W3C home > Mailing lists > Public > www-html@w3.org > August 2004

'nextFocus' attribute -- lift it to a 'tour' structure

From: Al Gilman <Alfred.S.Gilman@IEEE.org>
Date: Fri, 27 Aug 2004 16:03:00 -0400
Message-Id: <p0611040ebd5543f00219@[10.0.1.2]>
To: www-html@w3.org

http://www.w3.org/TR/xhtml2/mod-hyperAttributes.html#adef_hyperAttributes_nextfocus 


Summary of as-in-draft:
Transitive closure of nextFocus arcs defines one tour hardwired into
the content.

Feature replaced:
http://www.w3.org/TR/html401/interact/forms.html#adef-tabindex

Recommeded alternate strategy:
Tours to be implemented by out-of-line structures collecting references
to tour stops.  This strategy covers both
- hierarchical intrapage navigation with author-nominated hotspots and branches
- simple linear tours ordering author-nominated hotspots.

The latter case can be covered by a <tour> element with an
attribute of type IDREFS that lists the tour stops in order.  This is
more efficient than the solution in the present draft and at the same
time more robust (resistant to author errors where one element in
middle of tour is dropped in edits).

It is also architecturally better, as tours are view-specific, best if adapted
to the delivery context.  The 'nextFocus' attribute is view-specific just
as fontFace is.

Discussion:

Tours are functionality that should adapt to the delivery context.
There is no one universal tour for a given content structure.

The best tour for an eyes-free user (such as a screen reader user) is
likely a breadth-first walk of the page Table of Contents.  This
resembles the left nav bar which is a tour of the vicinity abstracted
using the structure of the site map.

The best tour for a high-input-event-cost user (such as a switch
user) is likely a sweep of all activatable element in descending
order of click-through frequency as determined from the server logs.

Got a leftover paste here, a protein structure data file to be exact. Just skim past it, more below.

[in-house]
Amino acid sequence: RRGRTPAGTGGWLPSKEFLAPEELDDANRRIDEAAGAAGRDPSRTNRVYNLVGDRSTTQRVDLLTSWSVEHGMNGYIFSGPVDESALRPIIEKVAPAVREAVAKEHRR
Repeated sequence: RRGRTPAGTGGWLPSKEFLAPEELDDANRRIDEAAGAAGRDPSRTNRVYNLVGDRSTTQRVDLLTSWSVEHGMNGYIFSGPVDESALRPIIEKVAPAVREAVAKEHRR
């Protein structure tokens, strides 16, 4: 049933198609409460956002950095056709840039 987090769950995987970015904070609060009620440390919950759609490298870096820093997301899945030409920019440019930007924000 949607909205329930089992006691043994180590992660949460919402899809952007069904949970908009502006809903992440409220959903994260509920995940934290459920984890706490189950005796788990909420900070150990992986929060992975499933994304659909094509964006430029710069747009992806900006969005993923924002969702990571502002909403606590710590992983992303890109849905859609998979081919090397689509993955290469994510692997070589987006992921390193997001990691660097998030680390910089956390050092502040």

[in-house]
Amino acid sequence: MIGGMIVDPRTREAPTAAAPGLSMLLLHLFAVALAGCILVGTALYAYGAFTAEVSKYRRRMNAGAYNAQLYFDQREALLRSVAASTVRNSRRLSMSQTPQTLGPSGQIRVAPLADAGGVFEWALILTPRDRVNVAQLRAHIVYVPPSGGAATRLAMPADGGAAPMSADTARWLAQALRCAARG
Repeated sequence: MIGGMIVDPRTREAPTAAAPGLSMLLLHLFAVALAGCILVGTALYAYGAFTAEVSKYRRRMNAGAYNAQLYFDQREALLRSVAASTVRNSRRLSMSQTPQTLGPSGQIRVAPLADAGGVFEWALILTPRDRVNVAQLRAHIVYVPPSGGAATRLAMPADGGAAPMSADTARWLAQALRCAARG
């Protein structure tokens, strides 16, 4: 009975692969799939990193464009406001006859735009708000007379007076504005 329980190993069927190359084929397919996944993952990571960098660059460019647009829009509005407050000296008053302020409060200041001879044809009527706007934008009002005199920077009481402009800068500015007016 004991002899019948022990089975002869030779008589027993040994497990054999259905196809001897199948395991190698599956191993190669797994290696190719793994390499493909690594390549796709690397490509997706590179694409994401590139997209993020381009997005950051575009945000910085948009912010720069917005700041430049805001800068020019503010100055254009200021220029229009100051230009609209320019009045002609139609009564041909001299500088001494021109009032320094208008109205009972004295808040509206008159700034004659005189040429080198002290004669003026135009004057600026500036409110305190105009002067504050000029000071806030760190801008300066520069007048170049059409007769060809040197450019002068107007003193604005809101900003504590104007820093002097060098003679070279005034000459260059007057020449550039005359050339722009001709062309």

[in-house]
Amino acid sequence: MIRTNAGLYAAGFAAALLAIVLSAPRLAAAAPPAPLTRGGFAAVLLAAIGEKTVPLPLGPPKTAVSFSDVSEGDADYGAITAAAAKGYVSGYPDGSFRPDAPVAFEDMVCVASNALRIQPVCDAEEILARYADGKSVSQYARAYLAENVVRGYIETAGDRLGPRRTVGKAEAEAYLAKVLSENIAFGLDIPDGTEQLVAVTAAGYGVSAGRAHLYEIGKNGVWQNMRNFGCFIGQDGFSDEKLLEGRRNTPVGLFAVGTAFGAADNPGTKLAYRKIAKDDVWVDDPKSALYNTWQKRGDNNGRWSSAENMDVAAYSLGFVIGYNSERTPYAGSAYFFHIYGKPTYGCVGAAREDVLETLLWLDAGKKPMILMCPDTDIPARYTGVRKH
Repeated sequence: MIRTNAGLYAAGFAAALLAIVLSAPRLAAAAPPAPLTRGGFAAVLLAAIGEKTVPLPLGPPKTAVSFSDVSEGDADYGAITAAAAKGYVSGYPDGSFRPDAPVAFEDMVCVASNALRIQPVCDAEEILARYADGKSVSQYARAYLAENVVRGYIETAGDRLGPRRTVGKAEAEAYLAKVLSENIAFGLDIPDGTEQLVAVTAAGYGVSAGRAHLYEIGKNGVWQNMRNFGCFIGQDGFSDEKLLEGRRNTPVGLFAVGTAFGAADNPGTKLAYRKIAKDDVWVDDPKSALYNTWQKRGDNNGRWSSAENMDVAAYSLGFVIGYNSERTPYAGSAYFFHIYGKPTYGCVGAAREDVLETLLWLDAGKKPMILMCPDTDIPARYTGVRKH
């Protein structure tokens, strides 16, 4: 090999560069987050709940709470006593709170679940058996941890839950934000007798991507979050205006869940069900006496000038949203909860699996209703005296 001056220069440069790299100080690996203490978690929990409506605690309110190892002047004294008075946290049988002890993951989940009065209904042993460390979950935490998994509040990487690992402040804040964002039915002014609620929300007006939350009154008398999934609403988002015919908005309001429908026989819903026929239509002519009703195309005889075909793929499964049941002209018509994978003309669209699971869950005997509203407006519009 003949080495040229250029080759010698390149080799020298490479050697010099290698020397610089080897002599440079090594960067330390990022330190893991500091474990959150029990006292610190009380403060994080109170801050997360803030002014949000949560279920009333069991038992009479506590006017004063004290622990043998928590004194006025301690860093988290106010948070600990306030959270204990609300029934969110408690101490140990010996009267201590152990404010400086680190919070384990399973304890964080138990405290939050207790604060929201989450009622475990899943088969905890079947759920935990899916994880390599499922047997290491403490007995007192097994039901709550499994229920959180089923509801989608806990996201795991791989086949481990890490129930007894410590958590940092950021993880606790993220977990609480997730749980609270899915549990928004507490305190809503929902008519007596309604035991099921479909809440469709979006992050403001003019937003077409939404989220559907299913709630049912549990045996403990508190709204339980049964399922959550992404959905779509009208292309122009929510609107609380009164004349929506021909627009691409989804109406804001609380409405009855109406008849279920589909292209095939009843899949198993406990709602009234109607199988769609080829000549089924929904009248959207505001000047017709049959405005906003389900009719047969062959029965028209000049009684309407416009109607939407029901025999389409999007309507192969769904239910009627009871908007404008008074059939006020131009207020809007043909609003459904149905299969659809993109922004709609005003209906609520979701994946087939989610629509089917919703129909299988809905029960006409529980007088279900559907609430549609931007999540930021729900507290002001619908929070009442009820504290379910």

This resembles the right highlights bar which is a tour of the vicinity
in a concept net topology.

Strategy:

So the behavior should be cast in the standard framework.

A tour is a selection and ordering of tour stops with iterate and
optionally initiate methods.

In this way a tour is cut from the same cloth as the 'find,' findNext' service.

The declarative part of a tour is

a) an order-significant list of the tour stops -- this can be one
attribute of type IDREFS b) a 'nextInTour' event bound to this list
c) [optionally] a 'startTour' event bound to this list.

The initial default navigation behavior is defined by the XHTML 2.0
specification by a standard reference method that handles the events
declared above and computes where to go based on the current focus
and the list defining the succession. But this means that this is not
the only possible behavior.

This construction allows multiple tours to be defined and
communicated by the author.

It allows the User Agent and/or AT to replace the author-nominated
tour through the established event capture mechanism [to be confirmed
by careful review].

Al
Received on Friday, 27 August 2004 20:13:45 GMT

This archive was generated by hypermail 2.2.0+W3C-0.50 : Tuesday, 27 March 2012 18:16:00 GMT